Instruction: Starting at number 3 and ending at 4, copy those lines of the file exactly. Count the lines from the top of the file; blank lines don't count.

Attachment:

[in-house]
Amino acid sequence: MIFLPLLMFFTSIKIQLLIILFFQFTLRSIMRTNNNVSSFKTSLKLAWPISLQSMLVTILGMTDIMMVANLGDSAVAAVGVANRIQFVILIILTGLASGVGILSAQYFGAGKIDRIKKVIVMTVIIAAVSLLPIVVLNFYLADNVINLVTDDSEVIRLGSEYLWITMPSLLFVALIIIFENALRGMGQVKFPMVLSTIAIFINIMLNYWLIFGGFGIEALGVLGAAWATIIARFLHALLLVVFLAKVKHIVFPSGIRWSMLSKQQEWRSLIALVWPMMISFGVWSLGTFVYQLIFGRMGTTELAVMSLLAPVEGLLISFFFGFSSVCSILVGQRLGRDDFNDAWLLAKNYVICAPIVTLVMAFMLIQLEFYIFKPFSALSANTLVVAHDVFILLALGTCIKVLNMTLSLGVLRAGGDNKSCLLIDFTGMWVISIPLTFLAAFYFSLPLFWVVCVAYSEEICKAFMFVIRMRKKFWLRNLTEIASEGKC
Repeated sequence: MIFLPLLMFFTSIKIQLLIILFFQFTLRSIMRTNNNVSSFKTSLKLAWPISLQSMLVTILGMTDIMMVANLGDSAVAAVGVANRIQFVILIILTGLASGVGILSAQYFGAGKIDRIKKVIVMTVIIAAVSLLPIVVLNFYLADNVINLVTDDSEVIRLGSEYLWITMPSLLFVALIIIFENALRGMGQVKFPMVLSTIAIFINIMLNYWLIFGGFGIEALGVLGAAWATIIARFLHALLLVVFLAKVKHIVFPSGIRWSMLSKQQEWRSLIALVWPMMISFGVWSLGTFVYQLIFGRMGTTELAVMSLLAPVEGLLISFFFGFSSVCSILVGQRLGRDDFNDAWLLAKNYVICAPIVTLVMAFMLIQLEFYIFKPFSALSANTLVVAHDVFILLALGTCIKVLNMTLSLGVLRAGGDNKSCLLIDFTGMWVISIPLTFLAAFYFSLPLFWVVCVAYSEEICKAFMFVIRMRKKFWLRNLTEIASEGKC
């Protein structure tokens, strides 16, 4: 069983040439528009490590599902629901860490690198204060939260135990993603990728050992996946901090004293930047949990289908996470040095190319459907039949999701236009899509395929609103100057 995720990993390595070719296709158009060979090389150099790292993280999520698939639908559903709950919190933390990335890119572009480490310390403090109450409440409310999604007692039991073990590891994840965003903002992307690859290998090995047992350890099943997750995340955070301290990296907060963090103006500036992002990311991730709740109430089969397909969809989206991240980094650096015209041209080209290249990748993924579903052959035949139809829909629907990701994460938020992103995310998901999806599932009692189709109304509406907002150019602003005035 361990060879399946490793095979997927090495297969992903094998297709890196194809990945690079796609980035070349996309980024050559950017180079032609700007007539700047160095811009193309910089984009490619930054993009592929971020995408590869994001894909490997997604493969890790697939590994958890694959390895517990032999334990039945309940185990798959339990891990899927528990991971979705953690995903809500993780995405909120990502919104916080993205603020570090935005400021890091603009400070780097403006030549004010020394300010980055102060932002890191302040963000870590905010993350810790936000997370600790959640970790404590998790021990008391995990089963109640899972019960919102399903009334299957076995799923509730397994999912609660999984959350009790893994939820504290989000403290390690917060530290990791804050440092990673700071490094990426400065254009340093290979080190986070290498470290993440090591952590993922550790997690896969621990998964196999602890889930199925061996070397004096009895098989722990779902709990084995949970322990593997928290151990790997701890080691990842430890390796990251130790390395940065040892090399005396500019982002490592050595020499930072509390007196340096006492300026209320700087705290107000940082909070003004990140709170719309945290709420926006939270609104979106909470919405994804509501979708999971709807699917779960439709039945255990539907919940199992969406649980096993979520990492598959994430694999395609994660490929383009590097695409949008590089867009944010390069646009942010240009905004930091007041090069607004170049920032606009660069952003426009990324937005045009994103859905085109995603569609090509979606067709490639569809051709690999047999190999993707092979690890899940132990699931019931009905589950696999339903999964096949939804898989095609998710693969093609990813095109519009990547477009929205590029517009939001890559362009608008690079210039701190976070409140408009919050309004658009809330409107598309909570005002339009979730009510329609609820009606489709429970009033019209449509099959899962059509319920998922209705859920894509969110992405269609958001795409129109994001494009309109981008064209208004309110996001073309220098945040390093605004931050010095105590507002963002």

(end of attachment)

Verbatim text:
Repeated sequence: MIFLPLLMFFTSIKIQLLIILFFQFTLRSIMRTNNNVSSFKTSLKLAWPISLQSMLVTILGMTDIMMVANLGDSAVAAVGVANRIQFVILIILTGLASGVGILSAQYFGAGKIDRIKKVIVMTVIIAAVSLLPIVVLNFYLADNVINLVTDDSEVIRLGSEYLWITMPSLLFVALIIIFENALRGMGQVKFPMVLSTIAIFINIMLNYWLIFGGFGIEALGVLGAAWATIIARFLHALLLVVFLAKVKHIVFPSGIRWSMLSKQQEWRSLIALVWPMMISFGVWSLGTFVYQLIFGRMGTTELAVMSLLAPVEGLLISFFFGFSSVCSILVGQRLGRDDFNDAWLLAKNYVICAPIVTLVMAFMLIQLEFYIFKPFSALSANTLVVAHDVFILLALGTCIKVLNMTLSLGVLRAGGDNKSCLLIDFTGMWVISIPLTFLAAFYFSLPLFWVVCVAYSEEICKAFMFVIRMRKKFWLRNLTEIASEGKC
């Protein structure tokens, strides 16, 4: 069983040439528009490590599902629901860490690198204060939260135990993603990728050992996946901090004293930047949990289908996470040095190319459907039949999701236009899509395929609103100057 995720990993390595070719296709158009060979090389150099790292993280999520698939639908559903709950919190933390990335890119572009480490310390403090109450409440409310999604007692039991073990590891994840965003903002992307690859290998090995047992350890099943997750995340955070301290990296907060963090103006500036992002990311991730709740109430089969397909969809989206991240980094650096015209041209080209290249990748993924579903052959035949139809829909629907990701994460938020992103995310998901999806599932009692189709109304509406907002150019602003005035 361990060879399946490793095979997927090495297969992903094998297709890196194809990945690079796609980035070349996309980024050559950017180079032609700007007539700047160095811009193309910089984009490619930054993009592929971020995408590869994001894909490997997604493969890790697939590994958890694959390895517990032999334990039945309940185990798959339990891990899927528990991971979705953690995903809500993780995405909120990502919104916080993205603020570090935005400021890091603009400070780097403006030549004010020394300010980055102060932002890191302040963000870590905010993350810790936000997370600790959640970790404590998790021990008391995990089963109640899972019960919102399903009334299957076995799923509730397994999912609660999984959350009790893994939820504290989000403290390690917060530290990791804050440092990673700071490094990426400065254009340093290979080190986070290498470290993440090591952590993922550790997690896969621990998964196999602890889930199925061996070397004096009895098989722990779902709990084995949970322990593997928290151990790997701890080691990842430890390796990251130790390395940065040892090399005396500019982002490592050595020499930072509390007196340096006492300026209320700087705290107000940082909070003004990140709170719309945290709420926006939270609104979106909470919405994804509501979708999971709807699917779960439709039945255990539907919940199992969406649980096993979520990492598959994430694999395609994660490929383009590097695409949008590089867009944010390069646009942010240009905004930091007041090069607004170049920032606009660069952003426009990324937005045009994103859905085109995603569609090509979606067709490639569809051709690999047999190999993707092979690890899940132990699931019931009905589950696999339903999964096949939804898989095609998710693969093609990813095109519009990547477009929205590029517009939001890559362009608008690079210039701190976070409140408009919050309004658009809330409107598309909570005002339009979730009510329609609820009606489709429970009033019209449509099959899962059509319920998922209705859920894509969110992405269609958001795409129109994001494009309109981008064209208004309110996001073309220098945040390093605004931050010095105590507002963002």